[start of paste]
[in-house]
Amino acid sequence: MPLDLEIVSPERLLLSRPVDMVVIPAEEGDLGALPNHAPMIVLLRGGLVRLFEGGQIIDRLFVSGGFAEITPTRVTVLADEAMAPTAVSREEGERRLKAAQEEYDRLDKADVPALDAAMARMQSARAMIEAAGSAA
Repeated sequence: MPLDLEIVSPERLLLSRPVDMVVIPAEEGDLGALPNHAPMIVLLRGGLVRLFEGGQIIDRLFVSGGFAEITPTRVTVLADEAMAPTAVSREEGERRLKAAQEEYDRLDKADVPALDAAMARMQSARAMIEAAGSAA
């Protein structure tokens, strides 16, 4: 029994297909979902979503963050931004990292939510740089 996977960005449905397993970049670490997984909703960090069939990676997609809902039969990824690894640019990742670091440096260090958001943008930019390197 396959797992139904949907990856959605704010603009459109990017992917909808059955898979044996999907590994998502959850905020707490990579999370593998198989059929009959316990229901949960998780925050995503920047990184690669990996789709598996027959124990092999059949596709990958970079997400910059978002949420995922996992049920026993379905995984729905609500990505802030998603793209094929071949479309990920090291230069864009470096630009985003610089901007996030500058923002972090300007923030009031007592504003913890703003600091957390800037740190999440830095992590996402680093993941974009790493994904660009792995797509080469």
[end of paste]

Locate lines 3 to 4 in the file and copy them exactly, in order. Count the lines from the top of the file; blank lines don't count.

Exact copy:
Repeated sequence: MPLDLEIVSPERLLLSRPVDMVVIPAEEGDLGALPNHAPMIVLLRGGLVRLFEGGQIIDRLFVSGGFAEITPTRVTVLADEAMAPTAVSREEGERRLKAAQEEYDRLDKADVPALDAAMARMQSARAMIEAAGSAA
């Protein structure tokens, strides 16, 4: 029994297909979902979503963050931004990292939510740089 996977960005449905397993970049670490997984909703960090069939990676997609809902039969990824690894640019990742670091440096260090958001943008930019390197 396959797992139904949907990856959605704010603009459109990017992917909808059955898979044996999907590994998502959850905020707490990579999370593998198989059929009959316990229901949960998780925050995503920047990184690669990996789709598996027959124990092999059949596709990958970079997400910059978002949420995922996992049920026993379905995984729905609500990505802030998603793209094929071949479309990920090291230069864009470096630009985003610089901007996030500058923002972090300007923030009031007592504003913890703003600091957390800037740190999440830095992590996402680093993941974009790493994904660009792995797509080469």